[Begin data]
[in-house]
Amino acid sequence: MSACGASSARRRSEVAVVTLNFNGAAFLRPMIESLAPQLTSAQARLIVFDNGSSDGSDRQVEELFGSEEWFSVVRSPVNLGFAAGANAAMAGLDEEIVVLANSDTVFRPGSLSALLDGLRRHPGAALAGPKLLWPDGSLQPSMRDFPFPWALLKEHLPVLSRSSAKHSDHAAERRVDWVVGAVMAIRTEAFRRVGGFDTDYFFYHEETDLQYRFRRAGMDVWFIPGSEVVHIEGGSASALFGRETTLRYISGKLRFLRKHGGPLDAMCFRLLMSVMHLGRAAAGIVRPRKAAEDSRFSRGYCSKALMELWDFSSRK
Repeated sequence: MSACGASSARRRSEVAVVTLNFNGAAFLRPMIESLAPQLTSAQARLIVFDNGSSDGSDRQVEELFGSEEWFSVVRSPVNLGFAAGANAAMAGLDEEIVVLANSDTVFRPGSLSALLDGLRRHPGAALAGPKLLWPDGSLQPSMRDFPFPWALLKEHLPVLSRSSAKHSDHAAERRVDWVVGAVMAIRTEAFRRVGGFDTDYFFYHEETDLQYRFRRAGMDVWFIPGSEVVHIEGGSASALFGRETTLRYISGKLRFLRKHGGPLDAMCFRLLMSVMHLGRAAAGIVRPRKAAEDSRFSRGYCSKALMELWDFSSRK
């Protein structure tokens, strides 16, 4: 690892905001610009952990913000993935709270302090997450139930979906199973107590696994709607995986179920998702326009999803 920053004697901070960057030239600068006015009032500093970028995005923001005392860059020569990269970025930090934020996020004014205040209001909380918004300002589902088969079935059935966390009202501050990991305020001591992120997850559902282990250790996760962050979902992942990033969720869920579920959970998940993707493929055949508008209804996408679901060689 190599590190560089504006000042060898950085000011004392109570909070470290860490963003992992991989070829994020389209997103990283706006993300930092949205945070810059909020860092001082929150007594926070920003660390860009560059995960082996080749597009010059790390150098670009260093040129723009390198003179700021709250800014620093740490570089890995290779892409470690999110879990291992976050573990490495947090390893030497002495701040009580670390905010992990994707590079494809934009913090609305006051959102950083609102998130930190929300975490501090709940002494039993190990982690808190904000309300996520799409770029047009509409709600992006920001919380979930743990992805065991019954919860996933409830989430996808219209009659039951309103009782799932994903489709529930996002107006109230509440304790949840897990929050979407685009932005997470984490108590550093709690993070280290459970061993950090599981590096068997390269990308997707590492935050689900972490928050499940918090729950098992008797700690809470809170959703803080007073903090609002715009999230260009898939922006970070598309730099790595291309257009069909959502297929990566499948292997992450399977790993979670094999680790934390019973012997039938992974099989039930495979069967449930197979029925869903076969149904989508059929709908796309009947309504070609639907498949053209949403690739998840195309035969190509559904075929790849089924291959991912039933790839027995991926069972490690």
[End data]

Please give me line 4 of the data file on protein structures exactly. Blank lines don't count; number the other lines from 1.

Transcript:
């Protein structure tokens, strides 16, 4: 690892905001610009952990913000993935709270302090997450139930979906199973107590696994709607995986179920998702326009999803 920053004697901070960057030239600068006015009032500093970028995005923001005392860059020569990269970025930090934020996020004014205040209001909380918004300002589902088969079935059935966390009202501050990991305020001591992120997850559902282990250790996760962050979902992942990033969720869920579920959970998940993707493929055949508008209804996408679901060689 190599590190560089504006000042060898950085000011004392109570909070470290860490963003992992991989070829994020389209997103990283706006993300930092949205945070810059909020860092001082929150007594926070920003660390860009560059995960082996080749597009010059790390150098670009260093040129723009390198003179700021709250800014620093740490570089890995290779892409470690999110879990291992976050573990490495947090390893030497002495701040009580670390905010992990994707590079494809934009913090609305006051959102950083609102998130930190929300975490501090709940002494039993190990982690808190904000309300996520799409770029047009509409709600992006920001919380979930743990992805065991019954919860996933409830989430996808219209009659039951309103009782799932994903489709529930996002107006109230509440304790949840897990929050979407685009932005997470984490108590550093709690993070280290459970061993950090599981590096068997390269990308997707590492935050689900972490928050499940918090729950098992008797700690809470809170959703803080007073903090609002715009999230260009898939922006970070598309730099790595291309257009069909959502297929990566499948292997992450399977790993979670094999680790934390019973012997039938992974099989039930495979069967449930197979029925869903076969149904989508059929709908796309009947309504070609639907498949053209949403690739998840195309035969190509559904075929790849089924291959991912039933790839027995991926069972490690």